The first approach is to open the retroperitoneal space and expose each obturator fossa in turn. Any lymph nodes are excised and sent in separate jars to the pathology laboratory.
The lymph nodes are dissected, taking all tissue medial to the genitofemoral nerve off the iliopsoas muscle and the external iliac vessels, including the fat pad at the inguinal ligament. The lymph node (Cloquet’s node) at the femoral canal, is also removed. The obturator nodes are removed and they lie between the external and internal iliac vessels The obdurator nerve is exposed, running across the picture at the end of the forceps
At this stage, it is useful to expose the ureters and place sloops around each. The bladder can then be mobilised gradually. At this stage it is possible to decide whether the bladder can be removed. If the scans are accurate, it is rare that this decision has to be reversed. Once this decision is made, the ureters can be divided at leisure. I place 2.0 Vicryl sutures around each distal end of the ureter and leave long tails. This is to allow the ureters to dilate, stops urine washing into the peritoneal cavity and the long tails allow easy identification at a later stage.
The vasa deferentes (or the round ligaments in females) are divided bilaterally (to avoid small bowel strangulation). The pedicles of the bladder can be divided, using a mixture of sharp and blunt dissection and automatic clips. The superior and inferior vesical arteries carry most of the blood supply. The pelvic fascia may be opened on either side of the bladder and Santorinis’ venous plexus divided, as one would with a radical prostatectomy. This can allow much easier mobilisation of the bladder and prostate. The parietal peritoneum over the bladder should be removed to allow the small bowel ultimately to fall into the pelvic cavity. Failure to do this can lead to a pyopelvis.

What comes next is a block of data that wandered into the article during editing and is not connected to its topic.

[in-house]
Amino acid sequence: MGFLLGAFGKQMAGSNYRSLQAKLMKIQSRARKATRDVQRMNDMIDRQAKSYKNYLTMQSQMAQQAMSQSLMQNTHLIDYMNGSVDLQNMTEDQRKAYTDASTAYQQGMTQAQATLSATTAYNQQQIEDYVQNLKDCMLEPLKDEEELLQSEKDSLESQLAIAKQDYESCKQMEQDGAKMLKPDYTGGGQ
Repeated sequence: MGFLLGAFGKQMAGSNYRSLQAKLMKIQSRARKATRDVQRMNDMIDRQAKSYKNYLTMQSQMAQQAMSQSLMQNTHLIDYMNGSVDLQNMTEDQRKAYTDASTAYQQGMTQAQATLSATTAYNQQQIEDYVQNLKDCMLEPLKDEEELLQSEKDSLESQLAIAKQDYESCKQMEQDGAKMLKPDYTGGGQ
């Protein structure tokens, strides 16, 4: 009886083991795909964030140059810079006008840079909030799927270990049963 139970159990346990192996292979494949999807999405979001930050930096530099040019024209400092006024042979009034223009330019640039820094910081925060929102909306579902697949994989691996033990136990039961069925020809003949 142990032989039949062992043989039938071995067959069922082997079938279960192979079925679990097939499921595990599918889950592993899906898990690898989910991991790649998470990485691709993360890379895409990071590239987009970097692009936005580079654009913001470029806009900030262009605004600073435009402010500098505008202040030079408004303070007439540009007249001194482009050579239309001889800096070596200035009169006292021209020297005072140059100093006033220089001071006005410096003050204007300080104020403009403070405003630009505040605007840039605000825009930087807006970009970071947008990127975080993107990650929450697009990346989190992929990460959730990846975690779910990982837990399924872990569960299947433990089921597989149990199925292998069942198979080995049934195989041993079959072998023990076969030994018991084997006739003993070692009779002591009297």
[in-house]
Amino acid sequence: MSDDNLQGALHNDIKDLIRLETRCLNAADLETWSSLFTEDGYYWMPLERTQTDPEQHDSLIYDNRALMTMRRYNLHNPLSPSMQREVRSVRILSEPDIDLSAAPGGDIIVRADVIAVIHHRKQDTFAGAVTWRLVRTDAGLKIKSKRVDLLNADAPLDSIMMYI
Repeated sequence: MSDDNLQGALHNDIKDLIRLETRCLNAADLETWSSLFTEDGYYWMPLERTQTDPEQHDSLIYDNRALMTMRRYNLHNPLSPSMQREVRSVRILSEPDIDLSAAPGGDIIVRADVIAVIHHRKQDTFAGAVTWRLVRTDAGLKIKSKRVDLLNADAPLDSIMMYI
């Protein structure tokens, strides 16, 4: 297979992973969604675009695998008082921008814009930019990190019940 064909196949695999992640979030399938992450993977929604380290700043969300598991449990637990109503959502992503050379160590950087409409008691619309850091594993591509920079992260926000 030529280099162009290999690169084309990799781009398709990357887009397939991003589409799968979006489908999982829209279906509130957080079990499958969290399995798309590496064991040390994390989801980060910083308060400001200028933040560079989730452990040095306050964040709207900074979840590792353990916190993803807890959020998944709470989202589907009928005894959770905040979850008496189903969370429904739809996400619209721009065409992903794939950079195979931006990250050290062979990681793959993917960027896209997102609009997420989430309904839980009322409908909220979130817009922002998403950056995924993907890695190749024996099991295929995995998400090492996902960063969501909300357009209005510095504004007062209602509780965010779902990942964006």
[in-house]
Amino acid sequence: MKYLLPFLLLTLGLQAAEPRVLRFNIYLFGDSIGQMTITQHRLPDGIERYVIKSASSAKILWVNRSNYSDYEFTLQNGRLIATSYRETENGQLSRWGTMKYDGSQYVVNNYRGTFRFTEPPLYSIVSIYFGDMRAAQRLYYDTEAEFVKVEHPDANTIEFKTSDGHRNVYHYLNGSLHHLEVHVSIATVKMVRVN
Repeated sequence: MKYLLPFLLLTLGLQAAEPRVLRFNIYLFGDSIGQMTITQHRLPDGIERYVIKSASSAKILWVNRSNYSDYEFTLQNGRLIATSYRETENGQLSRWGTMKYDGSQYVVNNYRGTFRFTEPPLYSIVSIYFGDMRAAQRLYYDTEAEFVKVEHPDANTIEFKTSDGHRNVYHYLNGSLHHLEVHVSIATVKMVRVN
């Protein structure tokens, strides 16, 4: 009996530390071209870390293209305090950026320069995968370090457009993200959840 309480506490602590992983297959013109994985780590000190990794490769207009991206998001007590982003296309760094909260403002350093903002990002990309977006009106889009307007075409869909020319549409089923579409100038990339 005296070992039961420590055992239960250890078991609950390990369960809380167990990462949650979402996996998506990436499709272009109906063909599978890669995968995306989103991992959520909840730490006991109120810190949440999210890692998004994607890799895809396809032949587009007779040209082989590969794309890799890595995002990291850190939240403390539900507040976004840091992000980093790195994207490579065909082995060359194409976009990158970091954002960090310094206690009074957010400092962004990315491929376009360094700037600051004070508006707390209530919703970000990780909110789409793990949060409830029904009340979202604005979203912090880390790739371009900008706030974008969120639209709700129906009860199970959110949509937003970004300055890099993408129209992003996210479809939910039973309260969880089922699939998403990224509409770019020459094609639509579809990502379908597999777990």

The bladder is removed and any obvious bleeding points diathermied or tied. A dry pack is then placed in the pelvis and attention is then turned to fashioning the ileal conduit. The appendix is identified and, because continent diversion is not being used, there is still a strong argument for removing the appendix, since appendicitis in patients with an ileal conduit can be very difficult to diagnose.
The terminal ileum is then identified and a portion of ileum is isolated, avoiding the terminal 25cm of terminal ileum, which is where bowel salts are reabsorbed.
Identification of the terminal ileum
The distance can be measured. The small bowel is trans-illuminated using a satellite lamp at right angles to the bowel
Trans-illumination of mesentery aids identification of vessels
The small bowel is divided between non crushing Doyens clamps. At this stage, I find it very helpful to identify the terminal end of the conduit, by marking it with a long Vicryl suture. It is remarkably easy to get these ends reversed during a longer procedure and identification at this stage avoids difficulties later on.
The small bowel is re-anastomosed using controlled release 3.0 Nurolon (Polyamide 6 braided non absorbable, Ethicon) sutures and the window of the mesentery is repaired using interrupted absorbable sutures (2/0 Vicryl). In most cases, the small bowel sits better in an inferior position, below the anastomosis. A Backhaus towel clip can be used to approximate the Doyens clamps while the anastomosis is performed.
The distal ends of the ureters can then be identified using the long tags suture and tunnels are made so that the created gap in the posterior layer of the peritoneum acts as a window, through which the ureters are drawn The left ureter is drawn through the sigmoid mesocolon. Once again the long tags of Vicryl may be used to assist this.